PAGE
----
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Google $1000 Will Have to Wait

Mark Vickery

I guess Google (GOOG) investors will have to wait awhile for that psychologically satisfying (and otherwise) $1000 per share; apparently many GOOG holders tend to like big, round O's. But such will not be the case following the Internet search king's earnings and revenue miss in its 2nd quarter: headline revenues of $14.1 billion in the quarter -- minus traffic acquisition costs (TAC) of roughly $3 billion -- brings total sales in the quarter to $11.1 billion, lower than our expected $11.3 billion.

Similarly, Google posted earnings per share of $9.56, but if you strip out costs related to employee stock options, that figure becomes $7.75 per share -- a clear miss from the Zacks Consensus Estimate of $9.04.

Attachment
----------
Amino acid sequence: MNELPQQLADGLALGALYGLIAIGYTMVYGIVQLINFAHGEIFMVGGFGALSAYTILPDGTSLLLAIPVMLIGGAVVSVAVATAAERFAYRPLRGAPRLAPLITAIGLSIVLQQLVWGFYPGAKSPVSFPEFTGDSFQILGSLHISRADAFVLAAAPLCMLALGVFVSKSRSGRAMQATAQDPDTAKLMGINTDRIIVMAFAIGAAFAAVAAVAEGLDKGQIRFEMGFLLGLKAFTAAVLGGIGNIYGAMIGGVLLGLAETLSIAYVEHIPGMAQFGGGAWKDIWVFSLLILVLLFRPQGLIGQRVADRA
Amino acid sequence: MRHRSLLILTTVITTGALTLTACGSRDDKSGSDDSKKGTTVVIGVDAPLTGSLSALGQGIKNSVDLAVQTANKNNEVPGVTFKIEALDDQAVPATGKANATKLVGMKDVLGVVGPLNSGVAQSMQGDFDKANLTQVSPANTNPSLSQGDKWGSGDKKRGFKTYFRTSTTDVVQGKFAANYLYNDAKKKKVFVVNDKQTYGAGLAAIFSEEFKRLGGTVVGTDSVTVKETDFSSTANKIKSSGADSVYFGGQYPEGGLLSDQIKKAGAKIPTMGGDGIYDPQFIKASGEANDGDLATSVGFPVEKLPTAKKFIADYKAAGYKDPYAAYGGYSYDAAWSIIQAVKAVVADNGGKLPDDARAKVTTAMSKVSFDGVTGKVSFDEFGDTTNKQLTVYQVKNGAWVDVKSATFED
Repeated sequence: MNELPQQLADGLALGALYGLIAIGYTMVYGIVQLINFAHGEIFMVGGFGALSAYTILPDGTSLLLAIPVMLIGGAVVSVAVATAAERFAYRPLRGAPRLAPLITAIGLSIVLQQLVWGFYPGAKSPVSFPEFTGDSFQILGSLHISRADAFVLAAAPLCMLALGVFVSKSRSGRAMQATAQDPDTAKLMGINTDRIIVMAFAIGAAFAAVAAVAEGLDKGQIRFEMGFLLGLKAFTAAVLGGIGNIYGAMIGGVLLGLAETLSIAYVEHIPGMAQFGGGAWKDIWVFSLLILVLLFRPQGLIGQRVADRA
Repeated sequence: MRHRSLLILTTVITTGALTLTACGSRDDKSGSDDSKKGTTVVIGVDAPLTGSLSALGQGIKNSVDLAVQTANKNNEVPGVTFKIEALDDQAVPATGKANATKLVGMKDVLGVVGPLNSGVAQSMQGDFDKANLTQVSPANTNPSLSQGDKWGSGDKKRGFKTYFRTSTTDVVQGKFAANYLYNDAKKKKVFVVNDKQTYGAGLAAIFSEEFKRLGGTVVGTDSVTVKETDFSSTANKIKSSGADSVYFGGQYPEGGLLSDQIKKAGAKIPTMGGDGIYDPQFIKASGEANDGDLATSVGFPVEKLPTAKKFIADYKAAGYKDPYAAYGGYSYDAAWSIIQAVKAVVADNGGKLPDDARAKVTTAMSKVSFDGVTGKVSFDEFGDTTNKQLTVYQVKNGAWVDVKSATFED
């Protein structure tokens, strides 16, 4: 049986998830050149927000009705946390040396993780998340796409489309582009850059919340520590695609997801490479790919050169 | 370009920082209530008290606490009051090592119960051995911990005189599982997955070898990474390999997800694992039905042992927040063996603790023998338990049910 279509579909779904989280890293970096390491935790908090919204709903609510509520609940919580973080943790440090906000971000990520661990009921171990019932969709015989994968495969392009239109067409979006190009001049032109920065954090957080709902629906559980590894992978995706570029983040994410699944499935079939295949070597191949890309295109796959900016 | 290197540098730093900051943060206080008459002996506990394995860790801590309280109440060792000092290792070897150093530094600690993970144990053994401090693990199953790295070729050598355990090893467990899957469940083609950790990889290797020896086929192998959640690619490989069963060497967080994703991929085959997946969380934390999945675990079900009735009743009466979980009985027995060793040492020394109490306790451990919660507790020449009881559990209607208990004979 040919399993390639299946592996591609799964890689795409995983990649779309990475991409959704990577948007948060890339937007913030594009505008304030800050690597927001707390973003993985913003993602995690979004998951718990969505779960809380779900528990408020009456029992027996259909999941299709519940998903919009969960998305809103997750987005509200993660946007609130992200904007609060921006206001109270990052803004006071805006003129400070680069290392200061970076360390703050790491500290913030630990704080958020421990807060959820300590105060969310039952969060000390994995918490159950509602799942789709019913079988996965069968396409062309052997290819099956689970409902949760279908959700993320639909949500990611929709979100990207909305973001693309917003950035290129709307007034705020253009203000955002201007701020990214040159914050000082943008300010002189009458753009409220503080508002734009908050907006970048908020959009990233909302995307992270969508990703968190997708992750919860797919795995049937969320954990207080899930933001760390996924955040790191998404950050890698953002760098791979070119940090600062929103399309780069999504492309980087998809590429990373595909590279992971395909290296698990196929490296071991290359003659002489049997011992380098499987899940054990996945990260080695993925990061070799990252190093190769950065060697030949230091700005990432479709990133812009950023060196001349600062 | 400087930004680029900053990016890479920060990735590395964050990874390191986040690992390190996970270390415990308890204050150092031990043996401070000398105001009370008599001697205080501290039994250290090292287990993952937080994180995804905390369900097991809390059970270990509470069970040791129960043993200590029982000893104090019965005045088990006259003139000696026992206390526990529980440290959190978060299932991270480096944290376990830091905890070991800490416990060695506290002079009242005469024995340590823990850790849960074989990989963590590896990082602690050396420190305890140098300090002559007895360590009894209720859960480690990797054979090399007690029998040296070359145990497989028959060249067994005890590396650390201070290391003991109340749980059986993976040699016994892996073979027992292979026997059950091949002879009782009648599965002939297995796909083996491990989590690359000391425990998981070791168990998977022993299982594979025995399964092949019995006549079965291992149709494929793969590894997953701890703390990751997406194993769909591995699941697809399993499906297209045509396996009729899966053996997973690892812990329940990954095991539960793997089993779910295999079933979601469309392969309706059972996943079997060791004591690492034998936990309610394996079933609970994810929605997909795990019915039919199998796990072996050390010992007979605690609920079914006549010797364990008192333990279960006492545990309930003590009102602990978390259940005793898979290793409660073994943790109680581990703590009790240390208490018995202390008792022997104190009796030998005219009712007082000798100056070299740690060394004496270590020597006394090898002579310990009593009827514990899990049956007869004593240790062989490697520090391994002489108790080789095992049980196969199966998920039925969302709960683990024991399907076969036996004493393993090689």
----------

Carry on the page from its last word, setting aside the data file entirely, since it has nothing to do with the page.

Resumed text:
"Cost per click," a closely-watched measure of average ad pricing, was down 6%, and lower for the 7th straight quarter. Paid clicks were up 23%, but this was slightly lower than expected. That said, Google's Motorola Mobility segment made gains of nearly $1 billion in the quarter, and further usage of that companies many patents will likely play out over the coming quarters and years.

In the ongoing Google conference call, CEO Larry Page is giving updates on what's expected from Google in the coming quarters, including Google Glass, Moto X, etc. His testing has led to much excitement, he says (though if you've ever listened to Page on a Google conference call, "excitement" is clearly a relative term).

Anyway, Google's current Zacks Rank #3 (Hold) is largely in regard to mixed estimate revisions for both fiscal 2013 and 2014. Near-term, there is an upward bias on revisions: for GOOG's 3rd quarter, 3 upward revisions have been made in the past 60 days.

So while Google shares are down 4.5% in the after-market following a slight dip on a largely bullish day in regular trading, keep in mind GOOG is coming off all-time highs. That this tech behemoth may be gotten for a more reasonable price in the near-term may be something to think about, especially considering the company's planned stock split sometime in the second half of the year.

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